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close — close a file descriptor


#include <unistd.h>

int close(int fd);


close() closes a file descriptor, so that it no longer refers to any file and may be reused. Any record locks (see fcntl(2)) held on the file it was associated with, and owned by the process, are removed (regardless of the file descriptor that was used to obtain the lock).

If fd is the last file descriptor referring to the underlying open file description (see open(2)), the resources associated with the open file description are freed; if the file descriptor was the last reference to a file which has been removed using unlink(2), the file is deleted.

Return Value

close() returns zero on success. On error, -1 is returned, and errno is set appropriately.


fd isn't a valid open file descriptor.
The close() call was interrupted by a signal; see signal(7).
An I/O error occurred.

Conforming to

POSIX.1-2001, POSIX.1-2008, SVr4, 4.3BSD.


Not checking the return value of close() is a common but nevertheless serious programming error. It is quite possible that errors on a previous write(2) operation are first reported at the final close(). Not checking the return value when closing the file may lead to silent loss of data. This can especially be observed with NFS and with disk quota. Note that the return value should be used only for diagnostics. In particular close() should not be retried after an EINTR since this may cause a reused file descriptor from another thread to be closed.

A successful close does not guarantee that the data has been successfully saved to disk, as the kernel uses the buffer cache to defer writes. Typically, filesystems do not flush buffers when a file is closed. If you need to be sure that the data is physically stored on the underlying disk, use fsync(2). (It will depend on the disk hardware at this point.)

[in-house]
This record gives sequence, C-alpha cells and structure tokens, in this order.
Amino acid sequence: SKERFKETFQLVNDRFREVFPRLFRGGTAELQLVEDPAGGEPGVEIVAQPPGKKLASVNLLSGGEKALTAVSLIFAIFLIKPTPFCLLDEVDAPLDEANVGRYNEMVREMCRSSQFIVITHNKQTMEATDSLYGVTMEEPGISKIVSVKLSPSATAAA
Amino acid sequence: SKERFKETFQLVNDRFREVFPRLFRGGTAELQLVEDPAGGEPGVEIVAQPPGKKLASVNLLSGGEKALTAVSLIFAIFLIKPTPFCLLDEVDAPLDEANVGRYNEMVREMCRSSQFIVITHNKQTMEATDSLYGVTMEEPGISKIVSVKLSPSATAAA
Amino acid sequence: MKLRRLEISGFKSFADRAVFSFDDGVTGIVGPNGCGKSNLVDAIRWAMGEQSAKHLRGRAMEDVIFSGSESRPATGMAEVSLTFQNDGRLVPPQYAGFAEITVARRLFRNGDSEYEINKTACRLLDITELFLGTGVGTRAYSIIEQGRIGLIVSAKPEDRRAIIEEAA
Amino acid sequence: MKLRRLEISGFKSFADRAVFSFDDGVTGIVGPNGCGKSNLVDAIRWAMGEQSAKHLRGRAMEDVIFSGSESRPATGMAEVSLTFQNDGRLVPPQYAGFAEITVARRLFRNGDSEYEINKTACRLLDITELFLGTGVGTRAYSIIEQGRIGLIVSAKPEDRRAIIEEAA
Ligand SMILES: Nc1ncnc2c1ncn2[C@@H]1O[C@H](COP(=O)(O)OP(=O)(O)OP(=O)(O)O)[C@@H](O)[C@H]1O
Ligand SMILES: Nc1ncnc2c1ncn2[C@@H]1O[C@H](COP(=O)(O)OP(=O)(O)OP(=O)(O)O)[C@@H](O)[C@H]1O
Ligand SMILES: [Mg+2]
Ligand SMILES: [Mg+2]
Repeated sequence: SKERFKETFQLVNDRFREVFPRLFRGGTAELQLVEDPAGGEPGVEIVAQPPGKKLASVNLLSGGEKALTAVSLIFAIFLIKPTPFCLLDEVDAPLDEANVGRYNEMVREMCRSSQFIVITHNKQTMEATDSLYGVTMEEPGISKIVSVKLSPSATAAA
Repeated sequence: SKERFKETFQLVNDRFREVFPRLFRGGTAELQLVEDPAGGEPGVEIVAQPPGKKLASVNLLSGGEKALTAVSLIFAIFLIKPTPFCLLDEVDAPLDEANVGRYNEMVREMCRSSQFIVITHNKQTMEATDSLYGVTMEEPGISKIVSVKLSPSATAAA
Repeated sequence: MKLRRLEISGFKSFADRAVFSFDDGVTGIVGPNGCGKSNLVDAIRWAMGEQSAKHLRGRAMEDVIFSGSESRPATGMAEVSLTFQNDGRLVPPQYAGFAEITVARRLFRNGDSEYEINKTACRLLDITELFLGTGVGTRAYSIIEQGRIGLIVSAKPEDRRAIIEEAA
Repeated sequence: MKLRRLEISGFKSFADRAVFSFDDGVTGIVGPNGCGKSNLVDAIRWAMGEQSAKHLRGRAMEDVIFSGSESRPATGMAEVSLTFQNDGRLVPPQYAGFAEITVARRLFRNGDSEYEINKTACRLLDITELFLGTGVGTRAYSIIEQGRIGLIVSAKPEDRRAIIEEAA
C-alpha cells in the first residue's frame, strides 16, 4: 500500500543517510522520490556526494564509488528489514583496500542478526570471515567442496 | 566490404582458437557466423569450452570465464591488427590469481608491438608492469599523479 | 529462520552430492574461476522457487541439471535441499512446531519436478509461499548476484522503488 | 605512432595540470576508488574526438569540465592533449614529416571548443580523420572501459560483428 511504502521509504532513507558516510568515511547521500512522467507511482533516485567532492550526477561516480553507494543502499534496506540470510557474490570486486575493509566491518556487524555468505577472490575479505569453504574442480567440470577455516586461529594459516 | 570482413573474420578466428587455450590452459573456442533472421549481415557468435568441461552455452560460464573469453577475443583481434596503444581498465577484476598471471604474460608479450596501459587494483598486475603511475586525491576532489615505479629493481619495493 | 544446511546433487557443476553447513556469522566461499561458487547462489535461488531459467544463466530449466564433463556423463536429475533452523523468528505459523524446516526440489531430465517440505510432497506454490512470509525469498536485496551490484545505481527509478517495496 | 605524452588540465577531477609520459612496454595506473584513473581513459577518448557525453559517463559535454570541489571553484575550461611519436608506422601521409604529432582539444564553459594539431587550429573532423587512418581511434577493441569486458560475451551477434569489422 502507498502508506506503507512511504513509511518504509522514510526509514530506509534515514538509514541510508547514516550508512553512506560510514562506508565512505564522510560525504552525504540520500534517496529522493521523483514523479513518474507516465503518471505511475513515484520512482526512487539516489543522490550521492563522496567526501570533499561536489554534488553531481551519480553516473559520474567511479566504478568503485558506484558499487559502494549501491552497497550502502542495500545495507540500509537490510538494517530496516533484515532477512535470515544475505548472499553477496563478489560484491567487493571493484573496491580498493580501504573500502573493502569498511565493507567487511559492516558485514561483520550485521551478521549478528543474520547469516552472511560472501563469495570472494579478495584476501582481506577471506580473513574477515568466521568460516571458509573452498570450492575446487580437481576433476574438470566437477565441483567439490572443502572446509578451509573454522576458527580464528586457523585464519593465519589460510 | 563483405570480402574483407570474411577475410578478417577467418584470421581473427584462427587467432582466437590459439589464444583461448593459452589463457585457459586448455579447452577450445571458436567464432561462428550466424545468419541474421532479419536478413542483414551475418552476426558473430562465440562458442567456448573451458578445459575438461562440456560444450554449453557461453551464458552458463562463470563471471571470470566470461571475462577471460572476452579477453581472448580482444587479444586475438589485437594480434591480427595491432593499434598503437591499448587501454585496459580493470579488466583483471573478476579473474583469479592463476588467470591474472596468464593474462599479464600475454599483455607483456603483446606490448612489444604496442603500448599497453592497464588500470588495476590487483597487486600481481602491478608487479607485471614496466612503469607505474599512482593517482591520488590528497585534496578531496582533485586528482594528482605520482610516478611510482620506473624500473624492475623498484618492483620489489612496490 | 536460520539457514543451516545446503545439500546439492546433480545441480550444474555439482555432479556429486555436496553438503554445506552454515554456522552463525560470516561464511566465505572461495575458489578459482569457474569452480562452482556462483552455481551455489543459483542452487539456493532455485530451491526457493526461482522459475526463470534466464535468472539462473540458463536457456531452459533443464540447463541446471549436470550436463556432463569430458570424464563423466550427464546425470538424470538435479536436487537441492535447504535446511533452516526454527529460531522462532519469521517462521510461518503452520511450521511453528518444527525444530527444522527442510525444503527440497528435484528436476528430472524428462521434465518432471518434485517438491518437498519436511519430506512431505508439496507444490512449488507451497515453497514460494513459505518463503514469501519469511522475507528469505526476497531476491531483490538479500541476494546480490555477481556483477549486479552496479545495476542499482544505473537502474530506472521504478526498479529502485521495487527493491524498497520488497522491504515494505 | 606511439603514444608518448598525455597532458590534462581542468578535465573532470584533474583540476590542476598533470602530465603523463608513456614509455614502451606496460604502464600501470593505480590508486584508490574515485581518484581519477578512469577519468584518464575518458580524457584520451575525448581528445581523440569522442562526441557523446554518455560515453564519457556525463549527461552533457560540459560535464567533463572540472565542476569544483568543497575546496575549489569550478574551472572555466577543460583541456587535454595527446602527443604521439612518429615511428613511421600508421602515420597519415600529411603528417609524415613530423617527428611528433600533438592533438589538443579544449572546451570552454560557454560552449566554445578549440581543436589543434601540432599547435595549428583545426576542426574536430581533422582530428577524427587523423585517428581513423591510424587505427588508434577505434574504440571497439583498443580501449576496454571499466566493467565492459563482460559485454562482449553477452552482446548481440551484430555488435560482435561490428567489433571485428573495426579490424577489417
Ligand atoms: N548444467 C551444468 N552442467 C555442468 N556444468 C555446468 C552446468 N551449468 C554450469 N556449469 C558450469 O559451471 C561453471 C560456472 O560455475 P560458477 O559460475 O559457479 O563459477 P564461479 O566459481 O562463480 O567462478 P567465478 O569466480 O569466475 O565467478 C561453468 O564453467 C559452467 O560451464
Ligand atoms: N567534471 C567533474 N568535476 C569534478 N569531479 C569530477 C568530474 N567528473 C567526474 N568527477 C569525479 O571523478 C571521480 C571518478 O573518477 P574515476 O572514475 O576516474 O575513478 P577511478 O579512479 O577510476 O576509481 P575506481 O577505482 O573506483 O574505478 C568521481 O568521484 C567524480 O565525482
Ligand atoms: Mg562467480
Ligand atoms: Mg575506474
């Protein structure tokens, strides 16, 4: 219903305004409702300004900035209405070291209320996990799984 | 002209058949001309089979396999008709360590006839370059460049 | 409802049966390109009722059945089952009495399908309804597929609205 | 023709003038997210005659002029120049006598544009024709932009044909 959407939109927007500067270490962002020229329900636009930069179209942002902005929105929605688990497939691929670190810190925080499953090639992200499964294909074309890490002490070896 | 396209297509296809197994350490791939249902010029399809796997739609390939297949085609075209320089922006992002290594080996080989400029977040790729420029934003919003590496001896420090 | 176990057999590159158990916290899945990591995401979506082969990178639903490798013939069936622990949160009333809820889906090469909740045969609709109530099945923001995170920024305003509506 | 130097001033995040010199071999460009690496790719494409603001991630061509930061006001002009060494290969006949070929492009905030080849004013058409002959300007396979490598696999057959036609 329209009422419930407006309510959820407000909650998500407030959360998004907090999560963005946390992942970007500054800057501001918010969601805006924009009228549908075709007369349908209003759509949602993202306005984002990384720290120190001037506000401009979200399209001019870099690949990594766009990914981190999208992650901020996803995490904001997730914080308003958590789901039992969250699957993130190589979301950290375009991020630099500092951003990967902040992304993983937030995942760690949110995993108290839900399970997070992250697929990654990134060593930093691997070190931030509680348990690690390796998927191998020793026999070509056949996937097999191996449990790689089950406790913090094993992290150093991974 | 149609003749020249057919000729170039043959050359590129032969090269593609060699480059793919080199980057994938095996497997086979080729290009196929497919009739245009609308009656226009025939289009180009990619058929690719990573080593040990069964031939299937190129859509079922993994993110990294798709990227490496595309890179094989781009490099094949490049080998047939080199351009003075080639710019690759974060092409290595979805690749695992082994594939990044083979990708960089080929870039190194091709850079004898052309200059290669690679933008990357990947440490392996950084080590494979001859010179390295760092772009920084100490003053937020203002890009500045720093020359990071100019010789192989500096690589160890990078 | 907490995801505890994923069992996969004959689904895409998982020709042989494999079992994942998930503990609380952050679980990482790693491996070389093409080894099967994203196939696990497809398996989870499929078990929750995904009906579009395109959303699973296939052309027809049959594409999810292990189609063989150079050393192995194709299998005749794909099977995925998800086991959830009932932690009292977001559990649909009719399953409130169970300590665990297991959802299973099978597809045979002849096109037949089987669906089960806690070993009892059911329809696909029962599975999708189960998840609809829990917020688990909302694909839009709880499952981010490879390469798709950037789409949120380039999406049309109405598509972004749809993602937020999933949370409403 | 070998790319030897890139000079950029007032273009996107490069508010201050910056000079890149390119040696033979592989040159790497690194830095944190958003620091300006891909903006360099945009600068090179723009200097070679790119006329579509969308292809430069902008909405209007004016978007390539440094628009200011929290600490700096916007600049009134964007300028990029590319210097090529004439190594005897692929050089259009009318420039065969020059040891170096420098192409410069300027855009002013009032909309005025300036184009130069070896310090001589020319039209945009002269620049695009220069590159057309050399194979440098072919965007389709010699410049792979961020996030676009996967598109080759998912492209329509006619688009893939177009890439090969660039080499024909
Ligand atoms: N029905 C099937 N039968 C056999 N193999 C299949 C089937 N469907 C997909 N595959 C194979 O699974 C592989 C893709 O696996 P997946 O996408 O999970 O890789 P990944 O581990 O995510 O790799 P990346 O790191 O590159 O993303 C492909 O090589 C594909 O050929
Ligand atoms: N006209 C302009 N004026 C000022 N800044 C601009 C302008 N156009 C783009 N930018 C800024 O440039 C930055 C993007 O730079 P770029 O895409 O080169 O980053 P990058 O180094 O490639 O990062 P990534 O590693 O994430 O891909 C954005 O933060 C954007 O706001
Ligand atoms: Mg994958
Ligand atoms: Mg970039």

The close-on-exec file descriptor flag can be used to ensure that a file descriptor is automatically closed upon a successful execve(2); see fcntl(2) for details.

It is probably unwise to close file descriptors while they may be in use by system calls in other threads in the same process. Since a file descriptor may be reused, there are some obscure race conditions that may cause unintended side effects.

When dealing with sockets, you have to be sure that there is no recv(2) still blocking on it on another thread, otherwise it might block forever, since no more messages will be send via the socket. Be sure to use shutdown(2) to shut down all parts the connection before closing the socket.

See Also

fcntl(2), fsync(2), open(2), shutdown(2), unlink(2), fclose(3)


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Referenced By

archive_read(3), archive_write(3), bpf(2), closedir(3), closefrom(3), cpuset(7), drm(7), dup(2), epoll(7), epoll_create(2), eventfd(2), explain(1), explain(3), explain_close(3), explain_close_or_die(3), explain_lca2010(1), fanotify(7), fclose(3), fcloseall(3), filter_create_fd(3), flock(2), fts(3), funopen(3), getdtablesize(3), inotify(7), mkfifo(3), mount.fuse(8), mq_overview(7), nbdkit-plugin(3), ncl_cgm(3), nfs(5), open(2), perfmonctl(2), pidfile(3), pipe(7), __pmConnectLogger(3), posix_spawn(3), read(2), rmt(1), shm_open(3), shm_overview(7), signalfd(2), socat(1), socket(2), socket(7), spu_create(2), spufs(7), spu_run(2), star(1), stdio(3), stress-ng(1), syscalls(2), systemd.socket(5), tar_open(3), timerfd_create(2), write(2), zip_fdopen(3).

2016-10-08 Linux Linux Programmer's Manual